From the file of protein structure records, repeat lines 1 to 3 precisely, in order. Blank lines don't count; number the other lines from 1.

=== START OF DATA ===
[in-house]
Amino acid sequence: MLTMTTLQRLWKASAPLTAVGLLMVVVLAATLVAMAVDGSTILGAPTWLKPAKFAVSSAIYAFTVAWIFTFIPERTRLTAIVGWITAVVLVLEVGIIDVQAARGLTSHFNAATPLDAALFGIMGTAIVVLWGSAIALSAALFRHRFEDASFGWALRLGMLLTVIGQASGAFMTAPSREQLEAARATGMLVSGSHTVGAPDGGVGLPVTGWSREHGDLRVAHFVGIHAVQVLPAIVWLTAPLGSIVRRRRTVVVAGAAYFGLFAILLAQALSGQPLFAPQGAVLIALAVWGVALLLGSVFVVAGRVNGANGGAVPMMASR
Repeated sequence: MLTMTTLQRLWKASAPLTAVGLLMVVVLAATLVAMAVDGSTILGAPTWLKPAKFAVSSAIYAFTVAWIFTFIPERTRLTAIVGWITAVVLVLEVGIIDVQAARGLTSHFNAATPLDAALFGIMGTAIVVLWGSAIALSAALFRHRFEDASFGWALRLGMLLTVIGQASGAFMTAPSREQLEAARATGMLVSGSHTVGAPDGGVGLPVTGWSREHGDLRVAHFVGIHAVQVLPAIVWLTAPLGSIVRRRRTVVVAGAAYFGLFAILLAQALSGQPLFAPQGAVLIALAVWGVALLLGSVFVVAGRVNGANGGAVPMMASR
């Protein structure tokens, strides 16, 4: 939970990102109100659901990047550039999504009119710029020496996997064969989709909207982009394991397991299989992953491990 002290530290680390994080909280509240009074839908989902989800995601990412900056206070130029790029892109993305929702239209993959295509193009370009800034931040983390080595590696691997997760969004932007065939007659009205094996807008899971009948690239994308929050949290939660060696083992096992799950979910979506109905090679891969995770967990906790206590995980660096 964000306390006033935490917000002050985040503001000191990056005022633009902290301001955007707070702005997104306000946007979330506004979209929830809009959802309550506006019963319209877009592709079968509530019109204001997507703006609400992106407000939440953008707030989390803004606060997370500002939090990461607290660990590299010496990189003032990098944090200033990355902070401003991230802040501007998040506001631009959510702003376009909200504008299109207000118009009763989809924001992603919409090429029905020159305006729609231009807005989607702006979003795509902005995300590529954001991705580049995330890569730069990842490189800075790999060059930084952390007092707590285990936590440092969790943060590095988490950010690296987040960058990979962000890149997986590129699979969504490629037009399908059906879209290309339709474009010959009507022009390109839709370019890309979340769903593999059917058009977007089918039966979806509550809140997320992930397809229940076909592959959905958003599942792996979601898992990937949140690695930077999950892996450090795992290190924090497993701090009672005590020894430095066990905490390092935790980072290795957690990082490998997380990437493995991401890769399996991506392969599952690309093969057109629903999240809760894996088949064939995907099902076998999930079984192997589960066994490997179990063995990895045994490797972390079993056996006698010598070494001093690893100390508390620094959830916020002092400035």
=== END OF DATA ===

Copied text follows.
[in-house]
Amino acid sequence: MLTMTTLQRLWKASAPLTAVGLLMVVVLAATLVAMAVDGSTILGAPTWLKPAKFAVSSAIYAFTVAWIFTFIPERTRLTAIVGWITAVVLVLEVGIIDVQAARGLTSHFNAATPLDAALFGIMGTAIVVLWGSAIALSAALFRHRFEDASFGWALRLGMLLTVIGQASGAFMTAPSREQLEAARATGMLVSGSHTVGAPDGGVGLPVTGWSREHGDLRVAHFVGIHAVQVLPAIVWLTAPLGSIVRRRRTVVVAGAAYFGLFAILLAQALSGQPLFAPQGAVLIALAVWGVALLLGSVFVVAGRVNGANGGAVPMMASR
Repeated sequence: MLTMTTLQRLWKASAPLTAVGLLMVVVLAATLVAMAVDGSTILGAPTWLKPAKFAVSSAIYAFTVAWIFTFIPERTRLTAIVGWITAVVLVLEVGIIDVQAARGLTSHFNAATPLDAALFGIMGTAIVVLWGSAIALSAALFRHRFEDASFGWALRLGMLLTVIGQASGAFMTAPSREQLEAARATGMLVSGSHTVGAPDGGVGLPVTGWSREHGDLRVAHFVGIHAVQVLPAIVWLTAPLGSIVRRRRTVVVAGAAYFGLFAILLAQALSGQPLFAPQGAVLIALAVWGVALLLGSVFVVAGRVNGANGGAVPMMASR